What meaning does the Yamanote Line in Tokyo hold, and why was it built? There is a legend that states it was built as an “iron barrier.”
In contrast to the Yamanote Line, which runs in a circle, the Chuo Line meanders through the centre of it. If you draw a map, it’s like a yin and yang symbol drawn by a sorcerer.
Additionally, you can find the Imperial Palace located where the dot of yin inside the yang is. On the opposing side, you’ll find Shinjuku. Not only that, but the yang portion of the line is called Yamanote, while the yin portion is called Shitamachi, or the lower parts of town.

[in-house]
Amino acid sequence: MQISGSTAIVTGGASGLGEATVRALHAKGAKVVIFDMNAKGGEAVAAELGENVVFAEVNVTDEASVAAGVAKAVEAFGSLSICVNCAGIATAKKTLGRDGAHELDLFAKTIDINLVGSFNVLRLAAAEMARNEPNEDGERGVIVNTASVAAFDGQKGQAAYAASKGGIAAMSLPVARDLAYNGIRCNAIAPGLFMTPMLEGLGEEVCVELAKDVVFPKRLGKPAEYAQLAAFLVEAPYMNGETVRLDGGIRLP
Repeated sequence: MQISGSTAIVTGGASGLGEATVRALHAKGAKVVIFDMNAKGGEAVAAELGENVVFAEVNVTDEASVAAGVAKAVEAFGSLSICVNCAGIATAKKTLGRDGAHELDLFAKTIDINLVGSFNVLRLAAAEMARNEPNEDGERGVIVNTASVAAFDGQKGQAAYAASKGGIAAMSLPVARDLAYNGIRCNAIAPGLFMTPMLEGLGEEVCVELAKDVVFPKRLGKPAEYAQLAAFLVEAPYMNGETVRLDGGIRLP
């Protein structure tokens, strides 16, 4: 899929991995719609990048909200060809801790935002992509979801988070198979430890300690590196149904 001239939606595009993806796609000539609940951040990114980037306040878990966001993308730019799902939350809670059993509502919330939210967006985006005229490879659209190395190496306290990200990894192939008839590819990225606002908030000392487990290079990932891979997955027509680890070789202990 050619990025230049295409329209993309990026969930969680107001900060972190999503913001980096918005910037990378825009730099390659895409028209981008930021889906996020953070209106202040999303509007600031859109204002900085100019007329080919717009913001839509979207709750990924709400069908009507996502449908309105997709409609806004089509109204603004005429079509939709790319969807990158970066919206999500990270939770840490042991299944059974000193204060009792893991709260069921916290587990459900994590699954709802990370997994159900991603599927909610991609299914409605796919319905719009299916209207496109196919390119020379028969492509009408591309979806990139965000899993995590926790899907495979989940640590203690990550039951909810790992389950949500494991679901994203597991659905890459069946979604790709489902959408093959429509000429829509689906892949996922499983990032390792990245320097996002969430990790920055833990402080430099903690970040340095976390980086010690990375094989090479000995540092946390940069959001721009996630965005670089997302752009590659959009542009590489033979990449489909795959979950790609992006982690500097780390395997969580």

The reason it’s like this is to protect the Imperial Palace from bad energy. Plans were drawn up during World War I and that’s how it’s said this iron barrier came about.
It’s also notable that until the Chuo Line enters the Yamanote Line, it’s a straight, direct track. This is to bring good energy into the capital from Mount Takao in the west, while Mount Narita in the east does the same on the Sobu Main Line, and the newly opened Tsukuba Express in the north also brings in good energy from Mount Tsukuba.
Ever since these lines opened the economy of Tokyo has improved, particularly in Akihabara where the Tsukuba Express and Sobu Main Line meet.